Reality Check: Is the Met Police facing £400m in cuts?


Lord Ian Blair saying: the cuts being considered, certainly for the Met, need reconsideration. As far as I understand it they're supposed to lose a further £400 million by 2021.

The claim: The Metropolitan Police is facing cuts of £400m by 2021.

Reality Check verdict: The Metropolitan Police’s budget will be flat in cash terms, so there is not going to be a cut in that sense, but the Mayor of London’s team calculates that rising costs will mean savings of £400m will need to be found between 2017-18 and 2020-21.

Former Metropolitan Police Commissioner Lord Blair told Tuesday’s Today Programme that police cuts need to be reconsidered.

Later, a spokesperson for the Mayor of London said: “It is simply not true to say that the Met’s budget has been protected… the Met now has to find a further £400m.”

But on Wednesday’s programme, First Secretary of State Damian Green said: “There are no police cuts. We have protected police budgets in this parliament.”

So who is right?

The Met is getting the same amount of cash each year, so it is not being cut in that sense, but its costs are rising.

Reality Check has looked at the overall funding of policing in England and Wales before. Overall the police budget in England and Wales has been protected in real terms, but not every individual force will feel the benefit because the money is being targeted at specialist areas of policing. The relatively small funding boost comes off the back of five years of deep cuts.

The calculation that rising costs will mean that the Met needs to find savings of more than £400m by 2020-21 comes from the Mayor of London’s Office for Policing and Crime (MOPAC) budget submission from December last year.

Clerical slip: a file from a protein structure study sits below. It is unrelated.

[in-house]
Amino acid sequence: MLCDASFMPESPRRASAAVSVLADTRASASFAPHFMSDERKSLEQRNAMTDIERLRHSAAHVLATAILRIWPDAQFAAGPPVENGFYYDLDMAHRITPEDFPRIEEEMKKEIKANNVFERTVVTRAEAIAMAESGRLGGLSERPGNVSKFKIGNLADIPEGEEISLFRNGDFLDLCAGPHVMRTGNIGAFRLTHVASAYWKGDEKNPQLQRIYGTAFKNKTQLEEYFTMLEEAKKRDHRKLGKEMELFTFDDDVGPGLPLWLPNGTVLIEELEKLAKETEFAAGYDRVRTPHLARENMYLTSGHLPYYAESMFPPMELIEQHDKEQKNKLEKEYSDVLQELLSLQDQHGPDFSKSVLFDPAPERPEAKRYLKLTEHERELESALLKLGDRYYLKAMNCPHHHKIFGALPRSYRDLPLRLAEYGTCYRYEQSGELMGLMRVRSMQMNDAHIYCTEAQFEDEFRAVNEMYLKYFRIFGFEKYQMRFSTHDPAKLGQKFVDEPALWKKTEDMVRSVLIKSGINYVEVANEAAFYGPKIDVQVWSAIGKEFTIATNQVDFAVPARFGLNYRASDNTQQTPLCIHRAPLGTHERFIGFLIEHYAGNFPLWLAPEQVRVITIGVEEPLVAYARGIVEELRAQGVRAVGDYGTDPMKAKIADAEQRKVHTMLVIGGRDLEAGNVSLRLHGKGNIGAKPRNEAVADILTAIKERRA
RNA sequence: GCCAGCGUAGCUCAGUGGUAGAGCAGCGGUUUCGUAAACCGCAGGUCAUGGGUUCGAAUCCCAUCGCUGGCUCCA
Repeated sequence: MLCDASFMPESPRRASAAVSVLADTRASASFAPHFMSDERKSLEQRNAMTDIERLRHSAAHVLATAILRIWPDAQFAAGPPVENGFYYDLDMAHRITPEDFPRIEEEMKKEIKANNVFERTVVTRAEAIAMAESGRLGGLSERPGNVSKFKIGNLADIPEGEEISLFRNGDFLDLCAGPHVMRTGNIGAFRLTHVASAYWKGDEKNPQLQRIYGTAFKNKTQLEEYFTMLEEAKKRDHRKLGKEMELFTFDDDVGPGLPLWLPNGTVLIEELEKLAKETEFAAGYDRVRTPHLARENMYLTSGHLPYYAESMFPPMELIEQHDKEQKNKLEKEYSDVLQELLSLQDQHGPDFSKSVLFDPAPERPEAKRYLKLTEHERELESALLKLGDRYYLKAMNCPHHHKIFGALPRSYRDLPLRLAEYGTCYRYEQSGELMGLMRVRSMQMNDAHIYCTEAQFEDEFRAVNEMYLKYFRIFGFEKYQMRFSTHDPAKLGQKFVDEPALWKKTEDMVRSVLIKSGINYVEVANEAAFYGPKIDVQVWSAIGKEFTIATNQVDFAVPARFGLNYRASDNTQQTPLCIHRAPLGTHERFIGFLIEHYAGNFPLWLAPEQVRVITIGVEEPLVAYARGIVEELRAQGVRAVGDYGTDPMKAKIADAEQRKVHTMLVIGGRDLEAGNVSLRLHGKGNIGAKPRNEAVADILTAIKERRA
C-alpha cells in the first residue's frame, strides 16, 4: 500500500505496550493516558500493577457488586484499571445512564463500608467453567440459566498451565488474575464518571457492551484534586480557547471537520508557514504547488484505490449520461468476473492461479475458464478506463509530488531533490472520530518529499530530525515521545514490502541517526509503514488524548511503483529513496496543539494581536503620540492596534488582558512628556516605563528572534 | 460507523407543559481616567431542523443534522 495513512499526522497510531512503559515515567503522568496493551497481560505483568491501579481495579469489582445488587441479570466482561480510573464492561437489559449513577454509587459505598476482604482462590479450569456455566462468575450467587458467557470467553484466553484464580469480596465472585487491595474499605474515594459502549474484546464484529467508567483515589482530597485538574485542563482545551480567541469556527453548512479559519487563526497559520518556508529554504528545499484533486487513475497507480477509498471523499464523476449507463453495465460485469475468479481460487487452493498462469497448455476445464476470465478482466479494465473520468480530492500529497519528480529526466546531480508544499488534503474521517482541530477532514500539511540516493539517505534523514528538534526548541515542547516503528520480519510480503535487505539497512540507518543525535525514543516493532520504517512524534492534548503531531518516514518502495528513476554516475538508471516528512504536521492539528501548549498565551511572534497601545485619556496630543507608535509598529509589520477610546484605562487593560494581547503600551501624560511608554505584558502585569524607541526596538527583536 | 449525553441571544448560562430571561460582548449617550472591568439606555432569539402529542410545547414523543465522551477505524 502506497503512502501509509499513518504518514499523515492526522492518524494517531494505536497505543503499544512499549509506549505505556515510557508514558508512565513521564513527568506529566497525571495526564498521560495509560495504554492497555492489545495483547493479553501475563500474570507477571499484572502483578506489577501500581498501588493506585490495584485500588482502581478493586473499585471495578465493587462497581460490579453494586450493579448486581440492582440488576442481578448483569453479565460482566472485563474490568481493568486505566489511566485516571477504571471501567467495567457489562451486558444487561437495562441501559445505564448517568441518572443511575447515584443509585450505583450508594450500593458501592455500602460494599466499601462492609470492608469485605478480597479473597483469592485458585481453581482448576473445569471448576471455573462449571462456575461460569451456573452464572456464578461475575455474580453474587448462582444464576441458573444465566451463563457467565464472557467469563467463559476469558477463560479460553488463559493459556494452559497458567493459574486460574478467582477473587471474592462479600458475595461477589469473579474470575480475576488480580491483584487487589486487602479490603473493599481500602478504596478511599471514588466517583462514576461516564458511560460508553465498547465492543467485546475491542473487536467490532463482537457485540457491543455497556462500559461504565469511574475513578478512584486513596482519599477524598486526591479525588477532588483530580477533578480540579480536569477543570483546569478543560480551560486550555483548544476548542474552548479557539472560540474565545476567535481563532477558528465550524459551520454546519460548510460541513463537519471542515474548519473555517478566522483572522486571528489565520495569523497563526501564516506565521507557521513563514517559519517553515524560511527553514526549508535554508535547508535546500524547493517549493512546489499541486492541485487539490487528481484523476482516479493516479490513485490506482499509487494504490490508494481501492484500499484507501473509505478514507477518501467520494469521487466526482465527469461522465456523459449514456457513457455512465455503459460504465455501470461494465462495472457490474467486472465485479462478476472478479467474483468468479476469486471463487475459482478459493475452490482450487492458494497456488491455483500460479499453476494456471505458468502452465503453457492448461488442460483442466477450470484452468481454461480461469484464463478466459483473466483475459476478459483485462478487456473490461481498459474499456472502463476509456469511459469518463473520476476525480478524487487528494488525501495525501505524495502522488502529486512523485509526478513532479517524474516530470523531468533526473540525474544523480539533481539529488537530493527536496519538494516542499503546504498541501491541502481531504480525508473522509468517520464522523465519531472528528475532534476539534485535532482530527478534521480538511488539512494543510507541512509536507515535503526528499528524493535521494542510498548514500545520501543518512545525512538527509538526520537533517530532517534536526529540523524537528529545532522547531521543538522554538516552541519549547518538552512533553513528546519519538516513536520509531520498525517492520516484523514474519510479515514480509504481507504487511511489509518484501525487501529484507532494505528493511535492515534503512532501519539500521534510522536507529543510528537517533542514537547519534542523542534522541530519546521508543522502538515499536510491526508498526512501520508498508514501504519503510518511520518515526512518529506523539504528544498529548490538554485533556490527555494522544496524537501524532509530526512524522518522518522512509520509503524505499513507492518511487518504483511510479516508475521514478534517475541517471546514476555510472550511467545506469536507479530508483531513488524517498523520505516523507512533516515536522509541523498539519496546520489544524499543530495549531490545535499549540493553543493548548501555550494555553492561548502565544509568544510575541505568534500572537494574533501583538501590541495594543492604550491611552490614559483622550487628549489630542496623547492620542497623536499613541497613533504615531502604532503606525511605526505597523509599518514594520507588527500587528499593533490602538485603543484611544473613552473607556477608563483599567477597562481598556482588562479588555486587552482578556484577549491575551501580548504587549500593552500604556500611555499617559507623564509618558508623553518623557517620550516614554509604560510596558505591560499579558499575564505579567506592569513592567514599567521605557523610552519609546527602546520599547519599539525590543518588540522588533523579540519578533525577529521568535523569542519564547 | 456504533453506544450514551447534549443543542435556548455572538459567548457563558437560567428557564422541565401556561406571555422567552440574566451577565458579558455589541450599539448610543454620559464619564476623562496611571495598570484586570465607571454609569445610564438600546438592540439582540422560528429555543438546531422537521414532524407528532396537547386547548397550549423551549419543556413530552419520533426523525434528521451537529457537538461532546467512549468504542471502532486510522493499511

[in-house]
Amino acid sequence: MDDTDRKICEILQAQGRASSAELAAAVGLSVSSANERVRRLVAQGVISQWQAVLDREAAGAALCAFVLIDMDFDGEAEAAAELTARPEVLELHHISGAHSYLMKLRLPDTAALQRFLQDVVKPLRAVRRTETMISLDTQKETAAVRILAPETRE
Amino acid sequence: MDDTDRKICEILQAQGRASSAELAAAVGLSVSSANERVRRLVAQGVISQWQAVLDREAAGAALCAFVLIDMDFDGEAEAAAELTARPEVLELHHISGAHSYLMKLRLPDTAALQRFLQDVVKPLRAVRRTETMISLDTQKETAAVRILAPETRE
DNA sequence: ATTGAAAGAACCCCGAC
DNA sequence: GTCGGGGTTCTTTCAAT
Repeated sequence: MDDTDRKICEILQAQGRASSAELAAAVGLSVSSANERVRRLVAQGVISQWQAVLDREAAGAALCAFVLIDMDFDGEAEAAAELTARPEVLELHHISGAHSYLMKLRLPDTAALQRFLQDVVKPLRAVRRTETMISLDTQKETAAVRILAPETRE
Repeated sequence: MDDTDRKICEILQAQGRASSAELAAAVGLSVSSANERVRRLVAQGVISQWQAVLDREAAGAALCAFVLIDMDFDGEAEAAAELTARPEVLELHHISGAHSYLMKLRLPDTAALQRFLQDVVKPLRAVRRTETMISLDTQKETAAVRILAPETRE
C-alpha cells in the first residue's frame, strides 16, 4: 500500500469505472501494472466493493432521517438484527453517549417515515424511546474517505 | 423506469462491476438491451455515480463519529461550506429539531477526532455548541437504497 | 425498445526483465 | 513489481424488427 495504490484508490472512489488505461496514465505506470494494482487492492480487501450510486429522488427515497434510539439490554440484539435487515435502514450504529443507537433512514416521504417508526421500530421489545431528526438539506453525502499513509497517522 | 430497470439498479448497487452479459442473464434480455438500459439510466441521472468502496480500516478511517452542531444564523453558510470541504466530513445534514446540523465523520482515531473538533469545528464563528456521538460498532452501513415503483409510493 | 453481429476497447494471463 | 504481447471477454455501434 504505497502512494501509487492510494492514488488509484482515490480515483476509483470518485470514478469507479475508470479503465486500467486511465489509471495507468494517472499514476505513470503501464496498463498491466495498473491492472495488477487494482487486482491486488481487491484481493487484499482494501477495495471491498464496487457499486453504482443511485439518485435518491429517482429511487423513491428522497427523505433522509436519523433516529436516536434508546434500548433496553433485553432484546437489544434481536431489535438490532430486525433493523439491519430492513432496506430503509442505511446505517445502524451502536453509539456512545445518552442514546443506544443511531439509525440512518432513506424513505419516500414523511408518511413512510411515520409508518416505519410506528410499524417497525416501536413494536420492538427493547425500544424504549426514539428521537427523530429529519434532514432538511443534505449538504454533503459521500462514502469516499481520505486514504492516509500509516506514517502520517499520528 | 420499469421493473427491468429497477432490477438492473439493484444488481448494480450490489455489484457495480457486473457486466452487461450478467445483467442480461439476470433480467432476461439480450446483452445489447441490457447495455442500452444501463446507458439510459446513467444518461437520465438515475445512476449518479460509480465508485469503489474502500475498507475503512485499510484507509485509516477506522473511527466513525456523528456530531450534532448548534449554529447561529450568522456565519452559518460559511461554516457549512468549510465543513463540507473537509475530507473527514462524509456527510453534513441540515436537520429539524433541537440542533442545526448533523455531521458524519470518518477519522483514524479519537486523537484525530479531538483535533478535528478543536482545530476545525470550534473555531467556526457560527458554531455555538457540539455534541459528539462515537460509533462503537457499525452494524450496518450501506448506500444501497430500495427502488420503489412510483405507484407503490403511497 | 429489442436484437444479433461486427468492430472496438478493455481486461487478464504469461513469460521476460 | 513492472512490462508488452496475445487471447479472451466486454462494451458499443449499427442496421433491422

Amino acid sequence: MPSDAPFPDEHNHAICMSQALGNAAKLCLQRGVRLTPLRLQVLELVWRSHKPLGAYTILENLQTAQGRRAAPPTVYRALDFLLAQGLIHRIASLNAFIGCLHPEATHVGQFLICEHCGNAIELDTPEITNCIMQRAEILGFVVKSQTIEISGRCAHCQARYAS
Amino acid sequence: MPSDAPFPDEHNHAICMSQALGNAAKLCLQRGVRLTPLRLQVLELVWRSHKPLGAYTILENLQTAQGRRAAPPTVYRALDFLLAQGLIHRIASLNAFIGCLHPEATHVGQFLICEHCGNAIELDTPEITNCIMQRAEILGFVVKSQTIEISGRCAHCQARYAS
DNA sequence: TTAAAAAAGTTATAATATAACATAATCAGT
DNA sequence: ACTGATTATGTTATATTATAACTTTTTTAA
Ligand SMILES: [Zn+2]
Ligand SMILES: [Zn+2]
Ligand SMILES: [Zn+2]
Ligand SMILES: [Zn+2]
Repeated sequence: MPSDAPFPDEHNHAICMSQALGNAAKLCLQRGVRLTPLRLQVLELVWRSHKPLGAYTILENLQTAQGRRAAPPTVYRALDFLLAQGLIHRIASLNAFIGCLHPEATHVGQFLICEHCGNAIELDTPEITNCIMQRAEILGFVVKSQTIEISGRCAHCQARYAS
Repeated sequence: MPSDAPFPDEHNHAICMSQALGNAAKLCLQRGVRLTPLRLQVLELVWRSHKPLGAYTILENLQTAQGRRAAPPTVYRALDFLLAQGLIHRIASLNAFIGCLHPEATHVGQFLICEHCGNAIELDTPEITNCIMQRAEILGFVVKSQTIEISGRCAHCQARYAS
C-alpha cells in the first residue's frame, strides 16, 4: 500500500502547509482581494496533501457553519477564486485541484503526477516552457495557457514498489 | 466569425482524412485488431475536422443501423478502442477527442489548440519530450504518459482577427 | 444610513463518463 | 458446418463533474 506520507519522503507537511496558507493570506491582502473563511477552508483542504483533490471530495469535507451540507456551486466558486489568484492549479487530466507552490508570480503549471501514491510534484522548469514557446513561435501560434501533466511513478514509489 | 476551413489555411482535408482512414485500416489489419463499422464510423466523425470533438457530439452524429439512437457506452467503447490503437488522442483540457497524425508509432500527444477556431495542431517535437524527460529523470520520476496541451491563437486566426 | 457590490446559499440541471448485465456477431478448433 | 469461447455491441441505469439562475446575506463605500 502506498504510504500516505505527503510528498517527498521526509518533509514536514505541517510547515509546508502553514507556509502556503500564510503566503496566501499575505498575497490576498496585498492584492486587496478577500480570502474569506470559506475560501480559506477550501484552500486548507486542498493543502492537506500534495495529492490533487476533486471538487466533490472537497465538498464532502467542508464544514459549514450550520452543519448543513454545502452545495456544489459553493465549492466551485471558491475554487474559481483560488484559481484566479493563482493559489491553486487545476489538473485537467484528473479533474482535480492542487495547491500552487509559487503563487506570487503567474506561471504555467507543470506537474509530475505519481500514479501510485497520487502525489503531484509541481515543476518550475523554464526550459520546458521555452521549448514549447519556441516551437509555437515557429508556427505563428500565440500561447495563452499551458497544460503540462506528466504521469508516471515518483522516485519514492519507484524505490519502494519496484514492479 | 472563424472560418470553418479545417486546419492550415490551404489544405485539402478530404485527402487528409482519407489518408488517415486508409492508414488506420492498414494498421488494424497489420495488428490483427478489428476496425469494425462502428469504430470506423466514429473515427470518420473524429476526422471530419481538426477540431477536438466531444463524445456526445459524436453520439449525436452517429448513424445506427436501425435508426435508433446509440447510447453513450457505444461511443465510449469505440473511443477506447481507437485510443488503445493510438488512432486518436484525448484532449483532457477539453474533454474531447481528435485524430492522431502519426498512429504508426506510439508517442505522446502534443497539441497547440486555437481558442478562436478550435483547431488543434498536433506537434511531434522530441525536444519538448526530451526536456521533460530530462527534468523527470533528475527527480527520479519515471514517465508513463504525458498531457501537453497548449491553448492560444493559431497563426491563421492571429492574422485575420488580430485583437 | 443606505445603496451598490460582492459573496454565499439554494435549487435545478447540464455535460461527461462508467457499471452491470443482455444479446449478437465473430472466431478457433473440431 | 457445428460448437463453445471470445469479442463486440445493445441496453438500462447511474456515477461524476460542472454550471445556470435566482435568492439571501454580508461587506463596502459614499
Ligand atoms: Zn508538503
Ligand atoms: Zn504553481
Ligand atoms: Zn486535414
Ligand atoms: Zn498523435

It says the extra costs cover “a range of items” including:

Rises in pay and general inflation
Pension costs
Spending on firearms
Investment in modern IT and mobility.

The Home Office said: “Her Majesty’s Inspectorate of Constabulary has been clear that there remain significant efficiencies in policing to be delivered from digitisation, collaboration and improving workforce capability,” so it seems confident that efficiencies can be used to cover the extra money needed.

Speaking to the London Assembly on Wednesday, Metropolitan Police Commissioner Cressida Dick outlined some of the areas where savings could be made and said that despite those: “If we don’t get any further money it will be very difficult for us to provide some of the services we currently provide.”

Deputy Commissioner Craig Mackey said: “It’s like saying you take home £1000 a month and in four years time you’ll still be taking home £1000 a month. Will you still feel as well off? No you won’t.”

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Image caption

There is increased security in London

There are two other issues surrounding the Met’s funding. The first is that the government has been considering a review of the police funding formula, which dictates how money is shared out between police forces.

There was concern that this might leave the Met with less money. There were reports on Tuesday that those plans had been scrapped, but the Home Office has stressed no decisions have yet been taken on that.

The £400m calculation was based on the old funding formula, so any changes to funding would be on top of that.

The other issue is that the Met gets a National, International and Capital City (NICC) grant, to cover the extra work it needs to do as a result of operating in a major city.

The tightened security in London means it is likely to have to spend more on these sorts of functions, but MOPAC says there is a £170m a year shortfall between what the Met is currently spending on such functions and how much it receives from the Home Office.

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Source : http://www.bbc.co.uk/news/uk-politics-40354815

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